Monday, February 4, 2008

Soothing and Confronting Yourself

If I had to boil down a bucket's worth of psychological guidance into a concentrated drop of potent advice, it would be to focus on developing your ability to effectively soothe and confront yourself.

Soothing and confronting are the two most essential basic skills of emotional self-management, and yet many people struggle with one or both of these skills. All too often I see people who have made some mistake heap react by heaping shame and scorn upon themselves, which is not a very effective way to comfort an emotional hurt. It's also very common for people to respond to their own ruffled emotions through some form of unhealthy numbing such as addictive eating, chemical use or some other way to escape feelings.

Similarly, it's an all-too-common human trait to ignore the great effort that is often required to work on the parts of ourselves that represent our defects of character. It's often easier to neglect rather than confront a problem and so we focus on feeling good rather than on holding ourselves accountable to truly doing good. When you don't hold yourself accountable to a principle or another person then you are likely to let things slide until some crisis point eventually comes along.

People who are insufficiently equipped to self-soothe and self-confront often develop significant relationship problems after the newness of initial love and attraction wears off. There's a simple explanation for why this occurs: if a person can't self-soothe then he or she looks consistently to their partner to take on this task. And when a person doesn't have the skill at self-confrontation then this becomes a set-up for his or her partner to take on this role. I'm not saying there isn't a proper role for others in soothing and confronting you, but the majority of that ability (51% or more) needs to come from within yourself.

How can you assess your own ability to manage these two crucial tasks? One answer is to think of a time when someone close to you did or said something that hurt your feelings, and ask yourself how well you managed your emotions without veering toward either extreme of over-reacting or excessively avoiding the issue. Now think of a time you did or said something that hurt someone you care about (don't fool yourself that you never do this!) and ask yourself how easily and quickly you got past your ego and make clear and meaningful amends for your behavior?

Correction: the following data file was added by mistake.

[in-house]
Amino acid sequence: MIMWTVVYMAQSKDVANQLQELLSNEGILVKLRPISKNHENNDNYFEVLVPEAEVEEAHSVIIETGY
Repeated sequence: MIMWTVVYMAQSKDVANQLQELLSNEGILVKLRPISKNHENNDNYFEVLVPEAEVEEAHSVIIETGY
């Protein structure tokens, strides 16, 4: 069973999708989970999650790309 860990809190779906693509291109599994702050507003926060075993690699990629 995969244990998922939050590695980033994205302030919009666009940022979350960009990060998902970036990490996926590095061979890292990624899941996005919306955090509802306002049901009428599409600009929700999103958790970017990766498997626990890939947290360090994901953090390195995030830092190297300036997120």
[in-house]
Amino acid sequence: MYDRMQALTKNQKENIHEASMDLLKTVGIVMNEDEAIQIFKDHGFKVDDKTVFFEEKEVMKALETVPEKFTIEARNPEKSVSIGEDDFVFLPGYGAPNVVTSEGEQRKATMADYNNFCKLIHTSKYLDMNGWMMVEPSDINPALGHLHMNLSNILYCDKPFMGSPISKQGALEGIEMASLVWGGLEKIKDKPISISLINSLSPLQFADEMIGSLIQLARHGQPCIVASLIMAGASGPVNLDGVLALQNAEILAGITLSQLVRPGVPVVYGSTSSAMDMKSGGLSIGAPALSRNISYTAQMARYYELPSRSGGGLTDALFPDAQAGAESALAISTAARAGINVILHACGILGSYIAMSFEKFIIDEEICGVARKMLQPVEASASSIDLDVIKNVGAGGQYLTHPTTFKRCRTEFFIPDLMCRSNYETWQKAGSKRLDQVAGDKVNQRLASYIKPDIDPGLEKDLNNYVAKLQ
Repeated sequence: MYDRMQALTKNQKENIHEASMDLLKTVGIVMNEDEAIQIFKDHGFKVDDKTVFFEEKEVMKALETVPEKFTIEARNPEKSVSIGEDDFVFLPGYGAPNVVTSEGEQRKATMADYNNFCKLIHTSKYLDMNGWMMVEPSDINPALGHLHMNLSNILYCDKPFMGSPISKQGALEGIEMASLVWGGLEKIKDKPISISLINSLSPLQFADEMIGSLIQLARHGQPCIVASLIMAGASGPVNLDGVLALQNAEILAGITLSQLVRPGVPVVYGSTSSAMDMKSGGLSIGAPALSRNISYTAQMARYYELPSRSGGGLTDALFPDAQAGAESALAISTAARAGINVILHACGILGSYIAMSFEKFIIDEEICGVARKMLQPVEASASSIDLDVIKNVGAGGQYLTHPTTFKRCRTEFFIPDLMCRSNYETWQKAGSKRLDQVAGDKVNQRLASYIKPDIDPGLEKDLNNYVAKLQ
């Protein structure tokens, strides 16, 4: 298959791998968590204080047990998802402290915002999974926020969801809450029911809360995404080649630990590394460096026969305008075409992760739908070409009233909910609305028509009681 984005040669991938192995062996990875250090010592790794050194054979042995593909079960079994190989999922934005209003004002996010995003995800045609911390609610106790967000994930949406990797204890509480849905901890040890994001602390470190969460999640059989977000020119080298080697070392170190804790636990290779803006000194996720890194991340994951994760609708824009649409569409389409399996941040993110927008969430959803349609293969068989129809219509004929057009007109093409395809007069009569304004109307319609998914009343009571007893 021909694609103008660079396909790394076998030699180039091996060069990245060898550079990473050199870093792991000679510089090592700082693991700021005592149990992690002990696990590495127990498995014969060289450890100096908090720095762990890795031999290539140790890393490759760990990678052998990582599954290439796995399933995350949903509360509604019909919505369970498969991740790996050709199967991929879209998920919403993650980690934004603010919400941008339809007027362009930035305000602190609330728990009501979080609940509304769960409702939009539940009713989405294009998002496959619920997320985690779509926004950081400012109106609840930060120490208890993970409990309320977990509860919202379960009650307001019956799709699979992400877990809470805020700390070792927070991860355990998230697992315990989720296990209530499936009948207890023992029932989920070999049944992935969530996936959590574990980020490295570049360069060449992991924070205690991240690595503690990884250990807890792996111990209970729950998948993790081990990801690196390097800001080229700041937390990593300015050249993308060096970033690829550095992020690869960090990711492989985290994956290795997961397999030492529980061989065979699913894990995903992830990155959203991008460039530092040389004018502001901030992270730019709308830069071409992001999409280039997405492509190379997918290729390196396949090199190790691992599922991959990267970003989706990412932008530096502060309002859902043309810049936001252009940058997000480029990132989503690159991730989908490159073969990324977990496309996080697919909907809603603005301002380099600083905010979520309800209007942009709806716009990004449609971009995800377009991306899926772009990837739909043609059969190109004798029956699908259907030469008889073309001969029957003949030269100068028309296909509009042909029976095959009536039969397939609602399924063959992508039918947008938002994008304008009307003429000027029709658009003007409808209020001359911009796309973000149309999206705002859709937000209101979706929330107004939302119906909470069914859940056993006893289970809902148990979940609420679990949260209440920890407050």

For extra bonus points I encourage you to ask someone who knows you well to give you their opinion on your ability to manage these two areas. This can be tricky because you have to trust this person will give you honest feedback and not just what you want to hear, just as they have to trust your ability to maturely receive the feedback they have for you. because of this it can be helpful to take sufficient time to deeply and sincerely communicate your desire and readiness to have this important discussion.

I'm thankful to David Schnarch for developing my appreciation for how many problems in intimate relationships are influenced by the ability to soothe and confront the self. Click here to read another related concept I've previously posted that comes from Schnarch's important work that addresses the emotional and sexual challenges often faced by adult couples

If you like this post (and I hope you do) please visit my primary professional website for related articles on emotional growth and development, individual and couples counseling, successful living tips, counseling and therapy trends and observations, sex addiction treatment and many other interesting and useful topics.

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